North Alamo Water Supply Corporation is the state leader in the use of reverse osmosis to produce drinking water and is now pioneering the possible use of nanofiltration in the desalination of groundwater.
Faced with a long ongoing drought, North Alamo Water has tapped into groundwater to supply its customers with a reliable source of safe drinking water. Groundwater in the Rio Grande Valley is often brackish, or salty. Desalination, the process to remove salts and other minerals, is energy intensive, making it more expensive than processing surface water, in our case the Rio Grande.
With an eye to conserving electricity in the treatment of raw water, General Manager Steven P. Sanchez, turned to engineering firm Freese and Nichols, Inc.
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Headquartered in Fort Worth, Freese and Nichols recently evaluated energy-efficient alternatives for brackish groundwater desalination plants and found that nanofiltration could significantly reduce the amount of electricity used by North Alamo Water to treat brackish groundwater.
The modeling and analyses for North Alamo Water found that replacing reverse osmosis membranes with nanofiltration membranes at two facilities would cut desalination energy use by 52.2 percent at one plant and 49.8 percent at the other. The switch also would provide for a small increase in production and allow the plants to continue meeting water-quality standards.
To test the feasibility of nanomembranes, North Alamo Water is considering a pilot project at a cost of $160,000, Steven P. Sanchez, NAWSC general manager, explained. The results, he said, will be used to determine if nanotechnology will be installed in existing and future water treatment plants.
North Alamo Water operates four brackish groundwater desalination plants (and co-operates a fifth), making it the water operator with the most desalination facilities in Texas. North Alamo Water Supply provides potable water and wastewater utility service for rural residents in eastern Hidalgo, Willacy and northwestern Cameron counties. The service area encompasses 973 square miles in the Rio Grande Regional Planning Area (Region M) and a population of 180,000.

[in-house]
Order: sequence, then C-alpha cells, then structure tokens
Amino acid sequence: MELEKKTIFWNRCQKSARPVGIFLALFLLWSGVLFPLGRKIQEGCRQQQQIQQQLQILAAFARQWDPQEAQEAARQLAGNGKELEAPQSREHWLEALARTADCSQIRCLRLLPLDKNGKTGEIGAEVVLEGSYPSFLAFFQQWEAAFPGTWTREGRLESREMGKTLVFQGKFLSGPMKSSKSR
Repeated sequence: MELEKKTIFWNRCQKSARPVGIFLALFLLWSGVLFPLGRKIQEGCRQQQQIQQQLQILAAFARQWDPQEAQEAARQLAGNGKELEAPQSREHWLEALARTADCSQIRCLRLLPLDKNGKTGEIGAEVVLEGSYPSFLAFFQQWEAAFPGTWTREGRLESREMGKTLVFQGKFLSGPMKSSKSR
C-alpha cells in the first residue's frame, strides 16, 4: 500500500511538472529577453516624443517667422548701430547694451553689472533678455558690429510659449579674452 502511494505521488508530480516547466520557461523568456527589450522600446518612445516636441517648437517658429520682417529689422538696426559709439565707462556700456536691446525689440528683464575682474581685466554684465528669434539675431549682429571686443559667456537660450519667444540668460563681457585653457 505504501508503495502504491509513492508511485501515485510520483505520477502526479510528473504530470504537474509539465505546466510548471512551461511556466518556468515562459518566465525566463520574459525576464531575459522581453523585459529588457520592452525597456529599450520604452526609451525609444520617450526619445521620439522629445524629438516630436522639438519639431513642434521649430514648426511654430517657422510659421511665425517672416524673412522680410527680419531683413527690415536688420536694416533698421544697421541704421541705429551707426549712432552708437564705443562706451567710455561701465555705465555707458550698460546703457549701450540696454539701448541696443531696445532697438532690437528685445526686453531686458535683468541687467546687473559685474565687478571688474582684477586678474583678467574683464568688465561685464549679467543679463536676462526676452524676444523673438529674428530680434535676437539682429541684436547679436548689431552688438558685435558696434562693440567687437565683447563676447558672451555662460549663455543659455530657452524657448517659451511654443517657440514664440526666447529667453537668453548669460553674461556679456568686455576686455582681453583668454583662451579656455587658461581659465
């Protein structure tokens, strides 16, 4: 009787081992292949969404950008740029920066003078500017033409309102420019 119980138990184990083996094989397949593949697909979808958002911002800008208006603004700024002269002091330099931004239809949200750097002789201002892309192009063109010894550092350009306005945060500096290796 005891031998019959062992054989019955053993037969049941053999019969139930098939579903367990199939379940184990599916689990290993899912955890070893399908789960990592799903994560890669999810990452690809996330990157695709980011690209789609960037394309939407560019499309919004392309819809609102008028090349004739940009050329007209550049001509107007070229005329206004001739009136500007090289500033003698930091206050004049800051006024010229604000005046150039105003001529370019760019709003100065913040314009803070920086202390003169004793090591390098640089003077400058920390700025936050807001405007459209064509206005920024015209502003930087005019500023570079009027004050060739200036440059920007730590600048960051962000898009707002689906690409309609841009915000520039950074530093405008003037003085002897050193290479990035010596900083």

The Freese and Nichols team studied options and concluded that nanofiltration membranes could replace the existing RO elements with minimal infrastructure adjustments while yielding substantial energy-use benefits.
Jason Cocklin is project co-manager with Jorge Arroyo, of treatment, transmission and utilities, for Freese and Nichols in Austin. Cocklin said it is fairly innovative to be looking at nanofiltration for desalination plants.
Traditionally, it’s been reverse osmosis, which has a really tight membrane that allows water molecules through but is relatively impermeable for salt, Cocklin pointed out. Nanofiltration elements have a looser membrane and require less energy in the feedwater stream, he said.
But, he said, the specific circumstances of NAWSC’s operations, along with advancements in membrane technology, make nanofiltration a good fit.
Incremental retrofitting and expansion of well field capacity is projected to increase North Alamo Water’s drought-proof supplies by 33 percent. And with the energy savings, the new membranes are expected to pay for themselves within a few years.
Arroyo said this project offers new ways of viewing the viability of brackish groundwater to supplement drinking water supplies.
Arroyo said although Texas sits atop of an ocean of brackish groundwater, developing this source into a fresh water supply is often considered too expensive. He explained that the NAWSC study shows an innovative path to lower the energy required to desalinate and thus reduce the cost to produce brackish groundwater desalination supplies.
A successful pilot study to verify performance and provide data for designing a nanofiltration system would change the outlook for tapping into brackish groundwater sources in Texas,” Arroyo pointed out.
The Freese and Nichols team included client representative Ray Longoria, account director, Fort Worth; Also contributing technical expertise to the project were Mike Morrison, Mark Graves, Michael Sherer, and Oliver Haugland, all of Treatment, Transmission & Utilities in Austin; and Dave Buzan, Environmental Science/Coastal, Austin.
The study received funding from the U.S. Bureau of Reclamation, Brownsville Public Utilities Board, and McAllen Public Utility.
Editor’s Note: The above guest column was penned jointly by Nora N. Garza, customer service outreach coordinator at North Alamo Water Supply Corp, and Jorge A. Arroyo, head of treatment, transmission and utilities for Freese and Nichols in Austin, Texas. Freese and Nichols are evaluating energy-efficient alternatives for brackish groundwater desalination plants.
Editor’s Note: The main image accompanying the above guest column was taken at an early project meeting regarding energy-efficient alternatives for the treatment of groundwater. Second from left is NAWSC General Manager Steven P. Sanchez. From the left are Freese and Nichols representatives Mark Graves, water/wastewater engineering; Ray Longoria Jr., client representative account and director; and Jorge A. Arroyo, co-project manager.